Signal/Slot best practice with composition



  • I'm developing a communication class, which is designed to be agnostic to the IPC employed. The constructor looks like this:

    TapDisplayCommunicationHandler::TapDisplayCommunicationHandler(
                                      AbstractCommunicationHandler* ipc_handler_in)
    : QObject(),
      ipc_handler(ipc_handler_in),
      factory(),
      header (25,0),
      is_compressed_message(false),
      heartbeat_timer()
    {
      // this is necessary to ensure proper cleanup and to make sure this object
      // can be moved to another thread along with its parent, if desired
      ipc_handler->setParent(this);
    
      QObject::connect(this, SIGNAL(newMessage(const QByteArray&)),
                       this, SLOT(handleNewMessage(const QByteArray&)));
    
      heartbeat_timer.setParent(this);
    }
    

    The main app class which creates the instance of TapDisplayCommunicationHandler knows the IPC mechanism to be used, which has a common interface. The common interface of the IPC handler class defines signals such as:

      /// signal indicating loss of connection
      void connectionLost(const QString&);
      
      /// signal indicating successful connection
      void connectionEstablished();
    
      /// signal indicating that the system failed to connect to hardware (either initial or reactivate)
      void unableToConnect();
    
    [...]
    

    My question is this. Since the main app class creates the IPC handler instance, which is passed to the TapDisplayCommunicationHandler and integrated as a class member, is it acceptable to connect the signals from the IPC handler class to the main class directly, before passing it to the TapCommunicationHandler, or is it a better practice to have slots in TapCommunicationHandler to receive the signals from the IPC handler and then re-emit them to the main class? In the latter case, the main class would define connections with the TapCommunicationHandler instance instead of the IPC Handler instance


  • Lifetime Qt Champion

    Hi,

    What does TapDisplayCommunicationHandler do with AbstractCommunicationHandler ?



  • Hello @SGaist ,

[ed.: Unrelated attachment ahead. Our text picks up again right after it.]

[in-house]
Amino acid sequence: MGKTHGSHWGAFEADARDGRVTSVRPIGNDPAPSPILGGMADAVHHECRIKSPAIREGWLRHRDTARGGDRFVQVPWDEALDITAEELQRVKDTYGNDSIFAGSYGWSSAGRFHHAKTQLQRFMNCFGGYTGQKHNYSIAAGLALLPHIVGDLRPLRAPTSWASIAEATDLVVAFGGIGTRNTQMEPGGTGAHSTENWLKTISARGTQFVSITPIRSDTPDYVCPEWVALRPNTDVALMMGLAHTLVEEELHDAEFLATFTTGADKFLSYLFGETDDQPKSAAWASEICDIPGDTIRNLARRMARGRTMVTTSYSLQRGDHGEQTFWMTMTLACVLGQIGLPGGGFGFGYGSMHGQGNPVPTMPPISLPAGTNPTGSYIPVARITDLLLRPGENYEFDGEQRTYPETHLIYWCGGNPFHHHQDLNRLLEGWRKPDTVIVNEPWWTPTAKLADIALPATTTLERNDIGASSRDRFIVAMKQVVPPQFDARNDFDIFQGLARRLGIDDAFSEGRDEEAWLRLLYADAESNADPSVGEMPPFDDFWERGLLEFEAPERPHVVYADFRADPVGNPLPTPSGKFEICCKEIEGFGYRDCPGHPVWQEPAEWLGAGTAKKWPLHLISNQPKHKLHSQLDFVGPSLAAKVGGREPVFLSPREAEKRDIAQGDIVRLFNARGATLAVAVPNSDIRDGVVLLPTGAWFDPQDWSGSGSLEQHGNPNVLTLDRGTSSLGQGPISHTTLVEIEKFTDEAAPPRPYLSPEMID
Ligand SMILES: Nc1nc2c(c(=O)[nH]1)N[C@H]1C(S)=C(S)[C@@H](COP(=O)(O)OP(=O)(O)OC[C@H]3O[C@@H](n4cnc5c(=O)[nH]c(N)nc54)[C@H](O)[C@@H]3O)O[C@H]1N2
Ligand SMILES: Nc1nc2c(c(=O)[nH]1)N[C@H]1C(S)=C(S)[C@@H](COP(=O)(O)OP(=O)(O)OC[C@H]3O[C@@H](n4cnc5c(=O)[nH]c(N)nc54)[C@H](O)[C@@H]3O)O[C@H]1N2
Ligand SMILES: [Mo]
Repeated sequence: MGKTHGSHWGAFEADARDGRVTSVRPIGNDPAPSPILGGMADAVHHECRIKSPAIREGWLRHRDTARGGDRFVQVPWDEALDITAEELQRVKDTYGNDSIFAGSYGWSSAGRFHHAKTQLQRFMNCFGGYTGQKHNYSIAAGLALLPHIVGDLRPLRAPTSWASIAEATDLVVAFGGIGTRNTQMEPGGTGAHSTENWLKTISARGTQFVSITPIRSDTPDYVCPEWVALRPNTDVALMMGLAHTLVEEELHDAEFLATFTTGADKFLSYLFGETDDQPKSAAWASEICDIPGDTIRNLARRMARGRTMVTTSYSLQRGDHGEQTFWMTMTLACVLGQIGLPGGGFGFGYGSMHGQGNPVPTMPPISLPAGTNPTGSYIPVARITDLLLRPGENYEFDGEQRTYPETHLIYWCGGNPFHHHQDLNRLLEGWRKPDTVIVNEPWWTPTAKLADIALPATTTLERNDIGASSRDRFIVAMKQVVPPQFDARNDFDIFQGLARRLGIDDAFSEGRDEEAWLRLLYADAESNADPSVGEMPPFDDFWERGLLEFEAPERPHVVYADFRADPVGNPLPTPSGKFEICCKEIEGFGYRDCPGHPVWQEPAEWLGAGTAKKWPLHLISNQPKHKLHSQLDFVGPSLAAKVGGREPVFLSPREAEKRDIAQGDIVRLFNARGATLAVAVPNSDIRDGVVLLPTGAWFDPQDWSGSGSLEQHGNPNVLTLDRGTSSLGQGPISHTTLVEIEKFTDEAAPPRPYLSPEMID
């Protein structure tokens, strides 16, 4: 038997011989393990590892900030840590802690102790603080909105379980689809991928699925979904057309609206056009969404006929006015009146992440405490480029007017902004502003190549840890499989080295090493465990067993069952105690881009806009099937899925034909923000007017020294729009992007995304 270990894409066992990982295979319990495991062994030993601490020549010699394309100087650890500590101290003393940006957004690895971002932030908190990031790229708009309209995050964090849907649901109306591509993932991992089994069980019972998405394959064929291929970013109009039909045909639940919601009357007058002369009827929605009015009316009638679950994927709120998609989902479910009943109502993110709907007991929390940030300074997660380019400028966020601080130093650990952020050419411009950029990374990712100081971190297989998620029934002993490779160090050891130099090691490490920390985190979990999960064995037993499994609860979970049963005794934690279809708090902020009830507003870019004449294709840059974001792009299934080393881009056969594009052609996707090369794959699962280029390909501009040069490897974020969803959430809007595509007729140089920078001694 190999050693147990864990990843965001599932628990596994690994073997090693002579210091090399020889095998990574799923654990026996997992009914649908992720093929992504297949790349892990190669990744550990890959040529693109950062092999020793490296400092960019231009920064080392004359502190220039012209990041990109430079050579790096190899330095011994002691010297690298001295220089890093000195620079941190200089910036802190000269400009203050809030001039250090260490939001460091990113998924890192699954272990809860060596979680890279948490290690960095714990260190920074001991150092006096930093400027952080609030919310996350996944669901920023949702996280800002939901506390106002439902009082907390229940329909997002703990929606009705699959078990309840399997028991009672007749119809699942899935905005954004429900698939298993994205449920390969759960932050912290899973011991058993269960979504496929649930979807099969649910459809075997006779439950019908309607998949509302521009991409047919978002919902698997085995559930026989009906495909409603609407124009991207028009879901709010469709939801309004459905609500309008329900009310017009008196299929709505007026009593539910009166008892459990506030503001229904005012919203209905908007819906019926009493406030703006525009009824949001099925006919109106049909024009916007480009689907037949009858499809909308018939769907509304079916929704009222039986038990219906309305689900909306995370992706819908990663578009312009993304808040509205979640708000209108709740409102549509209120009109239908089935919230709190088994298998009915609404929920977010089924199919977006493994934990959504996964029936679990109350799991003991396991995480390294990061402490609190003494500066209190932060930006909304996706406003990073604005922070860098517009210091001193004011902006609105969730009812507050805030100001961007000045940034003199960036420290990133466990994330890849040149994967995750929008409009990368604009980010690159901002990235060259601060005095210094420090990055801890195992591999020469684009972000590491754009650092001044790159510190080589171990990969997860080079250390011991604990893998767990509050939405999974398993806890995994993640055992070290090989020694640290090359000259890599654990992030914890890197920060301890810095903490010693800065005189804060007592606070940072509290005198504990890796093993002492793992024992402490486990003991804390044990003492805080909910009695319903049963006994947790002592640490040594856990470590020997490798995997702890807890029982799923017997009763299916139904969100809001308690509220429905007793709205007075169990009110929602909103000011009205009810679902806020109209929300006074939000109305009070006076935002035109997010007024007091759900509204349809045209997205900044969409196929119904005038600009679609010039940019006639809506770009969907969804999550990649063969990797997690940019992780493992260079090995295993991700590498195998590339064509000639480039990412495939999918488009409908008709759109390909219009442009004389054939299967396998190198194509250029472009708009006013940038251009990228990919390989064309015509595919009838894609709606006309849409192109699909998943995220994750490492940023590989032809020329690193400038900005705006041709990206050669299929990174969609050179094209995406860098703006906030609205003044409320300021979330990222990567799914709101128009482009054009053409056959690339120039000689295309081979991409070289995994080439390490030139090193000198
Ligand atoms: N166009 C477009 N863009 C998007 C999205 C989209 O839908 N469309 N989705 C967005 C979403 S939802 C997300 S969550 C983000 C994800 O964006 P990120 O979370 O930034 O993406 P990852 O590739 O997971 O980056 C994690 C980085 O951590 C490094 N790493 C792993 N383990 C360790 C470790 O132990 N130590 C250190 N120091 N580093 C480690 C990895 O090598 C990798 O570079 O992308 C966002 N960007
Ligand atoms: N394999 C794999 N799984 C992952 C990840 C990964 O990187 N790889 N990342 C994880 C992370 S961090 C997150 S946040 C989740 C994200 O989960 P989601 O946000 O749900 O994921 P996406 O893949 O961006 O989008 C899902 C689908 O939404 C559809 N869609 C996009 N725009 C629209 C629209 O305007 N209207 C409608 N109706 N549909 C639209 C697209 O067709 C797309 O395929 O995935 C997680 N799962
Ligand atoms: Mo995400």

In the current implementation it only implements a slot to handle the newMessage() signal from the abstract handler to decode the received QByteArray into a proper message and emitting it to the main class. It also implements a slot to handle serialization from message classes to QByteArray and emitting to the abstract handler for dispatch


  • Qt Champions 2016

    Hi,
    Perhaps I'm missing something, but why not just delegate the signals themselves. I.e. define a set of signals in the exposed (TapDisplayCommunicationHandler) class and connect the signals from AbstractCommunicationHandler to the signals of TapDisplayCommunicationHandler. Additionally, if you proceed like this, you can insert a middleman of a slot later (if needed) that can do some stuff before reemiting the signal, but this wouldn't change your exposed class' interface (i.e. the rest of the program wouldn't care).



  • @kshegunov said in Signal/Slot best practice with composition:

    Hi,
    why not just delegate the signals themselves. I.e. define a set of signals in the exposed (TapDisplayCommunicationHandler) class and connect the signals from AbstractCommunicationHandler to the signals of TapDisplayCommunicationHandler.

    I guess that's the crux of my question. Your comment about the middleman slot is a good one. My follow-up question is what do you mean about connecting signals?


  • Qt Champions 2016

    @DRoscoe said in Signal/Slot best practice with composition:

    My follow-up question is what do you mean about connecting signals?

    I mean just connecting one signal to another signal. I don't believe that's written clearly enough in the docs, so many people are left with the impression you can only connect signals to slots. Here's an example (with aggregation and delegation of signals):

    class A : public QObject
    {
        Q_OBJECT
    
    signals:
        void someSignal();
    };
    
    class B : public QObject
    {
        Q_OBJECT
    public:
        B()
        {
            QObject::connect(&a, &A::someSignal, this, &B::someSignal); // We just connect one signal to the other - i.e. delegating
        }
    
    signals:
        void someSignal();
    
    private:
        A a;
    };
    

    I hope that helps. As a side note I recommend you convert to the Qt5 style of connecting (i.e. with method pointers).

    Kind regards.



  • @kshegunov Thanks as usual for your input. This answers my question quite nicely!


  • Lifetime Qt Champion

    It even has a name:

    signal forwarding

    but indeed it looks like it's missing from the documentation


  • Qt Champions 2016

    Glad to be of assistance.

    @SGaist said in Signal/Slot best practice with composition:

    it looks like it's missing from the documentation

    I'm pretty sure it's written somewhere (I myself know it from reading the docs), but somehow it's mentioned only in passing and feels it's swept under the rug, which in turn leaves the ever-so-lasting doubt if it's a good practice, bad practice, allowed or discouraged.



  • @kshegunov @SGaist You are correct, the documentation says you CAN do it, but doesn't actually elucidate the fact or provide examples


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